In a way, even the artwork relies on unimaginative, easily-reproduced features: just look at the sheer number of backgrounds that have been reworked from photo references. Of course, with all the effort that's being poured into the sex scenes (the one part that's clearly done with love and care), it's to be expected that there had to be some corner-cutting going on somewhere. But isn't this supposed to be the volume where the fanservice finally takes a backseat to storytelling? Yes, and that's why it seems even more artistically lazy than usual. However, there are some areas where Meguro Sankichi's draftsmanship stands out: the strong contrasts of black, white and grey that set the mood, the delicate and confident sense of line, and the careful pacing and paneling that never moves too fast or too slow. These stories may not be groundbreaking, but they are, at least, easily readable and accessible.
Well-translated dialogue also helps with the accessibility; the script strikes a good balance between colloquial speech (with a handful of swears, of course) and the more descriptive, evocative tone when Misaki and friends get embroiled in spiritual affairs. This is a series that even manages to use background narration without sounding cheesy about it. But naturally, some of the most effective scenes are the ones with no dialogue at all—in fact, even sound effects are used sparsely here. When they do show up, sound effects are left in the original Japanese, with an English translation in a similar style placed next to it. However, while the fundamentals of translation are handled well, the overall packaging of this edition feels scant at just under 170 pages and no bonus content.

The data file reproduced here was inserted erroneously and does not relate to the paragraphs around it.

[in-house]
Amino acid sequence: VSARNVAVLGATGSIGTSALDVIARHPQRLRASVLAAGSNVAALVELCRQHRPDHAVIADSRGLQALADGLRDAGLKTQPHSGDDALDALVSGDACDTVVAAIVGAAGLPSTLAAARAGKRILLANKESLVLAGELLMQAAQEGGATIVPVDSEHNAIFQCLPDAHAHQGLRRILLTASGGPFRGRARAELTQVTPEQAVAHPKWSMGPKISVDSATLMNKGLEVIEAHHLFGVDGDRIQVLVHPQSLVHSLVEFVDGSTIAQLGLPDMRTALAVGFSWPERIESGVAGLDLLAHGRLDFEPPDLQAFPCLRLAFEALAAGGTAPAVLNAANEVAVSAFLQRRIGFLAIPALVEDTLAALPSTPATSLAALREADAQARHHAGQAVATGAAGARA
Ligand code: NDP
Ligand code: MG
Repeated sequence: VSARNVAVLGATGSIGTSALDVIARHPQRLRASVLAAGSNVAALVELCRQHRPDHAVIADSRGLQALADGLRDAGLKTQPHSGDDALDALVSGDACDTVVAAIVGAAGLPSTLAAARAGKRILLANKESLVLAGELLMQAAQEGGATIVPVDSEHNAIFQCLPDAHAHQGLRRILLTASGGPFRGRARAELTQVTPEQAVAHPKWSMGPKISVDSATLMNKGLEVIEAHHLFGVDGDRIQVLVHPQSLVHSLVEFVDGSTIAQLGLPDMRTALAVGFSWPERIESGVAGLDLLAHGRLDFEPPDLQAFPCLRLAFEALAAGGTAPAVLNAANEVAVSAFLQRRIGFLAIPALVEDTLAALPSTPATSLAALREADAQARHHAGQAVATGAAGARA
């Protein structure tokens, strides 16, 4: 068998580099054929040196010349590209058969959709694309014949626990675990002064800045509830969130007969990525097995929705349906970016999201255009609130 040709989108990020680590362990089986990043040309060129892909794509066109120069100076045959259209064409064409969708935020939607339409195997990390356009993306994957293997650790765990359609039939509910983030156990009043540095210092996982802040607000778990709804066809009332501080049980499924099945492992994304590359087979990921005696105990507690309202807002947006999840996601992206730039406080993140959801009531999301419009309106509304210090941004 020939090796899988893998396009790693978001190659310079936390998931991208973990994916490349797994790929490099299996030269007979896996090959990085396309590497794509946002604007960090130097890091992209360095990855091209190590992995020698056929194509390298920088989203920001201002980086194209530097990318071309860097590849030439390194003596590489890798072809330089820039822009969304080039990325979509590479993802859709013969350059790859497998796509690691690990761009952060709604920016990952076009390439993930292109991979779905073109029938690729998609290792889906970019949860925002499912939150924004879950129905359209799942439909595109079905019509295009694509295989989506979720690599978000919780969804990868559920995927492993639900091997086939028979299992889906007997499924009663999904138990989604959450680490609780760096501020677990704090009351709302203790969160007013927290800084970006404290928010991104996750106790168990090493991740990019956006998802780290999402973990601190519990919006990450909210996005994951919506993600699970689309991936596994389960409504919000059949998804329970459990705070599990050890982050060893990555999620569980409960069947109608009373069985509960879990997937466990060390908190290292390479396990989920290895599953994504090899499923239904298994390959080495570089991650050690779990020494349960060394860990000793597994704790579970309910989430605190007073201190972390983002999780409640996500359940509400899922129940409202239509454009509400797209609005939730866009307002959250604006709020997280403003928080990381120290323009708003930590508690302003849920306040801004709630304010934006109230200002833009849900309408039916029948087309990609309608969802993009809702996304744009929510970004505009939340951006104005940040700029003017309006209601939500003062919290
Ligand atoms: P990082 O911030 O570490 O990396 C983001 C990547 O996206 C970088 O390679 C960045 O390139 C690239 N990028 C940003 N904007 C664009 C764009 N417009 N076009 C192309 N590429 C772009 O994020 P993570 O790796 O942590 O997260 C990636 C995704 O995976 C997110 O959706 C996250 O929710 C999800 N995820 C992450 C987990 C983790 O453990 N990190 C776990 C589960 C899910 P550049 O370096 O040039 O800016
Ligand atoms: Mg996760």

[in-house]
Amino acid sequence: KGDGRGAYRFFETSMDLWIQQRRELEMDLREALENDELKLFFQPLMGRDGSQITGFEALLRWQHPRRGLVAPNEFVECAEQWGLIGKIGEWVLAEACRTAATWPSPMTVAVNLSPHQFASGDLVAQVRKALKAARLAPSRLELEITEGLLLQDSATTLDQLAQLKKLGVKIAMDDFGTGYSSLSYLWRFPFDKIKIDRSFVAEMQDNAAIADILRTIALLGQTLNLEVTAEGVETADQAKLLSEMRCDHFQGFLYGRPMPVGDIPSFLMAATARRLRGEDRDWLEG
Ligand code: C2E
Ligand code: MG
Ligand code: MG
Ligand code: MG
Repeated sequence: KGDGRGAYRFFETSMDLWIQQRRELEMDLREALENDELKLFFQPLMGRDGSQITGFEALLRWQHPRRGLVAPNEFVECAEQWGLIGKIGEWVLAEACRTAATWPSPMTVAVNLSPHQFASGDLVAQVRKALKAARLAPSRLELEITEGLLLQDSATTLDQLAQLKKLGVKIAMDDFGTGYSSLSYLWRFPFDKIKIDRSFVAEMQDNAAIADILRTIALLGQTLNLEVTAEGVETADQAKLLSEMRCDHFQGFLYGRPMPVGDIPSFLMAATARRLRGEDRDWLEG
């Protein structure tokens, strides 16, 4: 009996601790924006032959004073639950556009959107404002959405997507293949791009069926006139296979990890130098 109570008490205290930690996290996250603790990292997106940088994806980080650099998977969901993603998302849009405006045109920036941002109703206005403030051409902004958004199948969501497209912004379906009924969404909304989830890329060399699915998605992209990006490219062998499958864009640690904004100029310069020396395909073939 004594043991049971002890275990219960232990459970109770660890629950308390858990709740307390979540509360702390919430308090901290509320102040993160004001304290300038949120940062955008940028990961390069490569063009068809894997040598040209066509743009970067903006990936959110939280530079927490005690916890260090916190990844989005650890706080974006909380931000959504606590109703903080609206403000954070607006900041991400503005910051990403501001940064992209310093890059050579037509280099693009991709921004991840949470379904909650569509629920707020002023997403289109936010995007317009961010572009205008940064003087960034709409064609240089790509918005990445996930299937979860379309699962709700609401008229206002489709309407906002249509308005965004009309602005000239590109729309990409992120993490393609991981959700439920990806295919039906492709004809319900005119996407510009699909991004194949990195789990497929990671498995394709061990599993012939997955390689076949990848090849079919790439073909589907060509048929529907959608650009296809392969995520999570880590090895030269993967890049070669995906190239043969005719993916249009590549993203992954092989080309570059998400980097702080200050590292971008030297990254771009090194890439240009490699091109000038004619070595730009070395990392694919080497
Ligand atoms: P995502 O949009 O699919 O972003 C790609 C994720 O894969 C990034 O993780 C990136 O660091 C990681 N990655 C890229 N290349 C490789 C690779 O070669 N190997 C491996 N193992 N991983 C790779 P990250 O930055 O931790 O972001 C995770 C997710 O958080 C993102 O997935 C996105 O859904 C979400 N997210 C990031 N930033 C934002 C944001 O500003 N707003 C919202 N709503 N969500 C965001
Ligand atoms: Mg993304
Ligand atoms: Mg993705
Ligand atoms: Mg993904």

Perhaps the greatest improvement in this volume of Ghost Talker's Daydream is that it is now possible to read about 80% of it without feeling dirty if someone happens to peek over your shoulder. As for the other 20%, well, that's probably still the defining feature of the series, with its sheer detail and graphic nature—the only other place to find this level of smut would probably be in a pure hentai work (and we all know how those are when it comes to story). Visual titillation aside, this one does makes an effort at providing decent plotlines: a tale of love gone wrong, a poignant reminiscence of youth and innocence lost, and an urban legend-style mystery that takes a darker turn. But just because there are actual stories doesn't necessarily mean that they're clever or memorable: sadly, this series still has ways to go before proving that it can balance explicit sexual content with good supernatural storytelling.
Overall : C
Story : C-
Art : B-
+ Finally lays off the sexual fixation and makes an effort at well-developed stories and characters.